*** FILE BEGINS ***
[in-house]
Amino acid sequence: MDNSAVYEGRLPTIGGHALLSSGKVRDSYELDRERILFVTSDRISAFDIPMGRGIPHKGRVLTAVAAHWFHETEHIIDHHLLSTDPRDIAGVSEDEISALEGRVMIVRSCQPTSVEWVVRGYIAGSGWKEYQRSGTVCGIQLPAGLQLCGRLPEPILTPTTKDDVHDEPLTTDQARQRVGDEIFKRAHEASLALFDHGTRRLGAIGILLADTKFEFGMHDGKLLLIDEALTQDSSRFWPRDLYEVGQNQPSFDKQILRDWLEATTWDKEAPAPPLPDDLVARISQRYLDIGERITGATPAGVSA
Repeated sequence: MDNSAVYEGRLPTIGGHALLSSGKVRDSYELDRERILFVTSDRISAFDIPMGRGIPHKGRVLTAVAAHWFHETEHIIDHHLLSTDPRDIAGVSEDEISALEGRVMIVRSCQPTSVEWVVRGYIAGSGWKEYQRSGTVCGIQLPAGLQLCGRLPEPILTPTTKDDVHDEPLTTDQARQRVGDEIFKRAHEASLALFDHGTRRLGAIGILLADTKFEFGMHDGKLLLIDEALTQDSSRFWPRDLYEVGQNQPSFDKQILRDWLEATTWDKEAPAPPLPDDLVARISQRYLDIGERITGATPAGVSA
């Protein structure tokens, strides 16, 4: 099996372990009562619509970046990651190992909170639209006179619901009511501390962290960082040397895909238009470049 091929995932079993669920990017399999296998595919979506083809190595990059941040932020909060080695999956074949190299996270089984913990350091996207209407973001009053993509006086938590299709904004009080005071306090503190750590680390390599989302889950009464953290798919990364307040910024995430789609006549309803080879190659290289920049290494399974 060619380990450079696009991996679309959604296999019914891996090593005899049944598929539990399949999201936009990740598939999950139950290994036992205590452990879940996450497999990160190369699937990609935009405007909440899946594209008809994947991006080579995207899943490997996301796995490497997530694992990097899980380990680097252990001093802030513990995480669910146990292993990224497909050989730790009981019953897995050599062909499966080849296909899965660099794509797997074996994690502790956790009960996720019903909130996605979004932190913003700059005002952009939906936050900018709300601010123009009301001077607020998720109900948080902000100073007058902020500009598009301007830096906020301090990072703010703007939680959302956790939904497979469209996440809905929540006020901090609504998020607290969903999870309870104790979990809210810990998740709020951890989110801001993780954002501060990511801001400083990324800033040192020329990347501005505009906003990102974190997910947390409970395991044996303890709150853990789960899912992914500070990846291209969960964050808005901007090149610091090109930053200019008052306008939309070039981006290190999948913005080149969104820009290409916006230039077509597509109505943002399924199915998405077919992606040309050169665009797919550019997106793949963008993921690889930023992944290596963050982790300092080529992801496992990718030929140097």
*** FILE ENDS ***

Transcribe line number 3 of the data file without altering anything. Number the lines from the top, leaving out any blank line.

Repeated sequence: MDNSAVYEGRLPTIGGHALLSSGKVRDSYELDRERILFVTSDRISAFDIPMGRGIPHKGRVLTAVAAHWFHETEHIIDHHLLSTDPRDIAGVSEDEISALEGRVMIVRSCQPTSVEWVVRGYIAGSGWKEYQRSGTVCGIQLPAGLQLCGRLPEPILTPTTKDDVHDEPLTTDQARQRVGDEIFKRAHEASLALFDHGTRRLGAIGILLADTKFEFGMHDGKLLLIDEALTQDSSRFWPRDLYEVGQNQPSFDKQILRDWLEATTWDKEAPAPPLPDDLVARISQRYLDIGERITGATPAGVSA